Packed into the Liberal’s fourth federal budget is a major investment in Yukon College – soon it will have a new science building.
Over five years, up to $26 million is earmarked for it in order to help the school “undertake its transformation into a hybrid university,” says the budget document, released on March 19 and entitled Investing in the Middle Class.
In total, there’s about $22.8 billion budgeted. There’s a deficit, too, pegged at $19.8 billion in 2019-20, the document says. By 2023-2024, the federal deficit is projected to decline to $11.4 billion.
Across the country, the budget includes $300,000 million over three years for rebates on electric or hydrogen-fuel-cell vehicles, training for workers and money for infrastructure projects in municipalities and First Nations. There’s $1.2 billion over three years to enhance social services for Indigenous families and children, the main element in a package of spending aimed at Indigenous Peoples.
The science building for Yukon College is a feather in Yukon MP Larry Bagnell’s hat, as he’s been lobbying to turn the school into a university for years. He called the money allotted for the add-on a “key pillar” in the push to do so.
“They needed it before they could become a university,” he told the News, noting that research will be enhanced by way of new grants being made available.
“Therefore, it will be able to attract the type of professors they need in the university,” Bagnell said.
“We’re the only Arctic nation without a university north of 60,” he added.
Premier Sandy Silver called the development “very positive news” in a press release.
“Our government has made it a strategic priority to ensure our education system achieves solid outcomes that meet Yukon’s social, economic and community goals,” he said. “This includes a commitment to life-long learning and the transition to Yukon University further advances opportunities available in Yukon and the North. Today’s announcement brings Yukon College one step closer to this goal.”
Dr. Karen Barnes, the president and vice chancellor of Yukon College, called it a “historic day.”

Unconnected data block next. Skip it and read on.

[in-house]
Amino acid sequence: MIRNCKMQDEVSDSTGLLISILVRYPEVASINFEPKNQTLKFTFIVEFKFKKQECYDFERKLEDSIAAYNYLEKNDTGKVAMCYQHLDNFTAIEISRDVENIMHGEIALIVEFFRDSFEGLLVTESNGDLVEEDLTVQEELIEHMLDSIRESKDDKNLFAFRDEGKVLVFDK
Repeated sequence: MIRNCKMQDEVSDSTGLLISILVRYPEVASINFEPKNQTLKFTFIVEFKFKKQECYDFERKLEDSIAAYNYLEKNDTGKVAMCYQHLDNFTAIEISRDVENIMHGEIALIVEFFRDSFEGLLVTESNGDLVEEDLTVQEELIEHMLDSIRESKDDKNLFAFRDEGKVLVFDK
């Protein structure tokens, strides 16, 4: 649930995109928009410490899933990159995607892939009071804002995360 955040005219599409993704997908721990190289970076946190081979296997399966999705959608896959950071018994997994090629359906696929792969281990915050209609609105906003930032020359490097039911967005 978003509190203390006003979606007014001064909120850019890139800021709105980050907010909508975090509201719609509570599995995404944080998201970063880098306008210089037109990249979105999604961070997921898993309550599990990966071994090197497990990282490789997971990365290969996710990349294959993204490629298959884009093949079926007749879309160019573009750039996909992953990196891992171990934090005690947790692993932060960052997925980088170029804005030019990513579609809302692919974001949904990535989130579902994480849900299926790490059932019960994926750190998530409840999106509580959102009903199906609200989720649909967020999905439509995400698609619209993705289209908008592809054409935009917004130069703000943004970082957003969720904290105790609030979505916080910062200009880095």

Next year, the college will officially seal its university status, she said.
“Over the last few months, we’ve had many interactions with federal ministers,” Barnes said. “In every situation, people have really started to recognized that it’s long overdue for Canada to have a university in the North. It’s important for Northerners to study the North where they are, at home, and be able to stay and not have to leave.
“I think that Ottawa has listened to this idea that we need to build capacity in the North. It has huge potential to develop. And Northerners really need to define what that looks like.”
Calling in from Ottawa, Bagnell helped break down some of the key points of the budget.
Over a seven-year period, $1.4 billion is for Indigenous nations in Canada that took part in negotiating modern treaties in order “to forgive all outstanding comprehensive claim loans and reimburse ones that have already repaid their loans,” he said.
“That would be a very large amount of funds for Yukon self-governing First Nations, and they could use that on housing or whatever they want,” Bagnell said.
As of press time, it’s unclear how much money Yukon First Nations could receive because of this.
Bagnell said there’s more funding for three programs that are part of the Canadian Northern Economic Development Agency: $75 million for a diversification program; $1.5 million for a tourism program; and $15 million over five years for isolated communities to become more food secure.
Every Canadian will eventually have internet access, the budget document says, “no matter where they are located in the country, including in the North.”
“Delivering high-speed internet to every Canadian, especially in more rural and remote areas, will help businesses grow, create new jobs and connect more people to the resources, services and information they need to build a better future,” it says. “To meet this commitment, Budget 2019 is proposing a new, coordinated plan that would deliver $5 billion to $6 billion in new investments in rural broadband over the next 10 years.”
Bagnell said the federal government is going to find Canadians over 70 who are eligible for the Canadian Pension Plan program.
“That could affect 40,000,” he said.
There are hyper-specific, local elements in the budget, too. Take Champagne and Aishihik First Nations, which have been given $20,769 “for capital improvements to their community kitchen so seniors can continue to prepare weekly lunches for other seniors and offer new programs for traditional food preparations,” the budget document says.
As announced in the fall of 2018, the mineral exploration tax credit has been extended until March 31, 2024, it says.
Money for remediating contaminated mine sites in Canada is mentioned.
“To clean up the largest and most high-risk of these sites, Budget 2019 proposes to provide $49.9 million over fifteen years ($2.2 billion on a cash basis), starting in 2020–21, to Crown Indigenous Relations and Northern Affairs Canada to create the Northern Abandoned Mine Reclamation Program,” the budget document says.
With files from Canadian Press
Contact Julien Gignac at firstname.lastname@example.org